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I have an image on a canvas and a ScaleTranform and a TranslateTransform attached to the image's RenderTranform. So with a bit of mouse event handling I can move and zoom the image within the 350 by 450 bounds of the canvas.

How would I calculate the clipping rectangle on the original BitmapImage, to that of the visible area on the screen, after some scaling and translation. I'd like to crop the original BitmapImage.

<Border BorderBrush="Black" BorderThickness="2">
  <Canvas Name="canvas" ClipToBounds="True" Height="450" Width="350">
    <Image Name="image" Opacity="1" RenderTransformOrigin="0.5,0.5" Height="450" Width="350">
       <Image.Source>
          <BitmapImage UriSource="test.jpg"/>
       </Image.Source>
     </Image>
  </Canvas>
</Border>

Thanks

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2 Answers

I would think it would be simple math to take the current ScaleTransform values and figure out what the actual size of the image is at the time, and then you know that you have a 350x450 box that you're going to crop out of that, you just need to use the current TranslateTransform to figure that out. Just keep in mind what you're using for the origins of these transforms, as that's what you need to calculate it from.

What I said above assumes that you have the ScaleTransform first in your RenderTransform and the TranslateTransform second. The order of operations does matter here.

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Thanks for the tip about "the order does matter". As I wrote @santa there is the extra dimension, that the 350x450 box is just some values which indicates how big the box is on the screen. If I put a 1000x5000 pixel picture in the box it would still fit in the box as default, until you start messing with the scale. This makes it less trivial (for me at least). –  Terje May 17 '11 at 18:35
    
Hrm... does the image always actually "fill" the box? In other words, is the aspect ratio of the image always the same as the aspect ratio of that box? –  Tim May 17 '11 at 18:43
    
It's a uniform fill, so the aspect ratio of the image is that of the image, regardless of the box. So at start there is a white border at top and bottom or left and right depending on the image aspect ratio. –  Terje May 17 '11 at 19:43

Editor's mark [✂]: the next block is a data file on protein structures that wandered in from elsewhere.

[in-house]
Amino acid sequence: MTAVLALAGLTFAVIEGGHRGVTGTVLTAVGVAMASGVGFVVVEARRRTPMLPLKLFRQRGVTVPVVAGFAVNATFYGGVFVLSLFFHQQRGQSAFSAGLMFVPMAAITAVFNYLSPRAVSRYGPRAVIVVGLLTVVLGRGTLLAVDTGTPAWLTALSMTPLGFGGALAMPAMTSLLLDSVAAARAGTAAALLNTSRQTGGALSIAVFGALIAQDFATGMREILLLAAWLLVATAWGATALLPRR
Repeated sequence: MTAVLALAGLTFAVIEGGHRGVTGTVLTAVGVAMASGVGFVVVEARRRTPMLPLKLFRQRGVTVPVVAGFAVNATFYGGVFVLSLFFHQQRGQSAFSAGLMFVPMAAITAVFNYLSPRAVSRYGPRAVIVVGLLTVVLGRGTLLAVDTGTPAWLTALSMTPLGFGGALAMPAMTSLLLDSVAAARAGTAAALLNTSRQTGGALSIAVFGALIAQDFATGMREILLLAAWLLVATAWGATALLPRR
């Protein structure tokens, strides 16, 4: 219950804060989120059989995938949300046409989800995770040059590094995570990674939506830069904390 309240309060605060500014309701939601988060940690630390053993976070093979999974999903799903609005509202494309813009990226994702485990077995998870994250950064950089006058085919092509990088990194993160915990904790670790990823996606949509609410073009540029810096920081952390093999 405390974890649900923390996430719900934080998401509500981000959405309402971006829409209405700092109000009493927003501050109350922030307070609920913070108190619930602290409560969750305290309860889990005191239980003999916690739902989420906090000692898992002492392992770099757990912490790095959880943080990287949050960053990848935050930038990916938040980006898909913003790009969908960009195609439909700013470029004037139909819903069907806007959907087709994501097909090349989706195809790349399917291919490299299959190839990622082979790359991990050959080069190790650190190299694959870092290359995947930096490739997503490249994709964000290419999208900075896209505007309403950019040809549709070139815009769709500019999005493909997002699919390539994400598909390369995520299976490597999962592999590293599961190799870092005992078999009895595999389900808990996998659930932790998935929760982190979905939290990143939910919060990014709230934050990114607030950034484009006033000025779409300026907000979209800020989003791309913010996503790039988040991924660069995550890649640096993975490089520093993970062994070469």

You meant that it's Uniform, not UniformToFill, right? Just clarifying. I think you can still do this, but its a lot of math to get it right. I don't think there's a built-in way of figuring it out as you mentioned to Santa below. I'm going to take a stab at the math and see what I can come up with. –  Tim May 17 '11 at 19:58
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Simply apply the calculations done to the Image by the Transformations to the bounds... (And do it in the same order...)

So if you Scale it up by a factor of 2 in X and Y the resulting Canvas will be 450/2 x 350/2 (in size - origin is still unknown)

And i guess it would be easier to avoid the TranslateTransform and simply play with the Origin of the ScaleTransform... whereas an Origin of 0 should give you an Clip-origin of 0 and a X&Y Origin of 1 will result in the image to be lower right...

so to set up some simple formula..:

double W = 450;
double H = 350;

double SX = 2;
double SY = 2;

double OX = .3;
double OY = .3;

double newW = W / SX;
double newH = H / SY;

double newX = (W-newW) * OX;
double newY = (H-newH) * OY;

so newX,Y,W and H contain the data you are looking for!

regards, dave

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Thanks, but I don't feel it is quite that simple. The 350 by 450 is just the size of the "clipping" area (the canvas). The image can be like any dimension in pixels, and is still shown within the "clipping" area as default (that is when scaling is 1 and no translation). I just thought that there might have been a build in way to map "what is shown on the screen" which is pixel independent in WPF, to the actual pixel coordinates in the source image. –  Terje May 17 '11 at 18:27
    
wouldn't be that hard to adapt either... can you provide a simple dummy-project with an comment where you'd like to get the visible area? i could throw a few lines source onto it... –  santa May 18 '11 at 10:32
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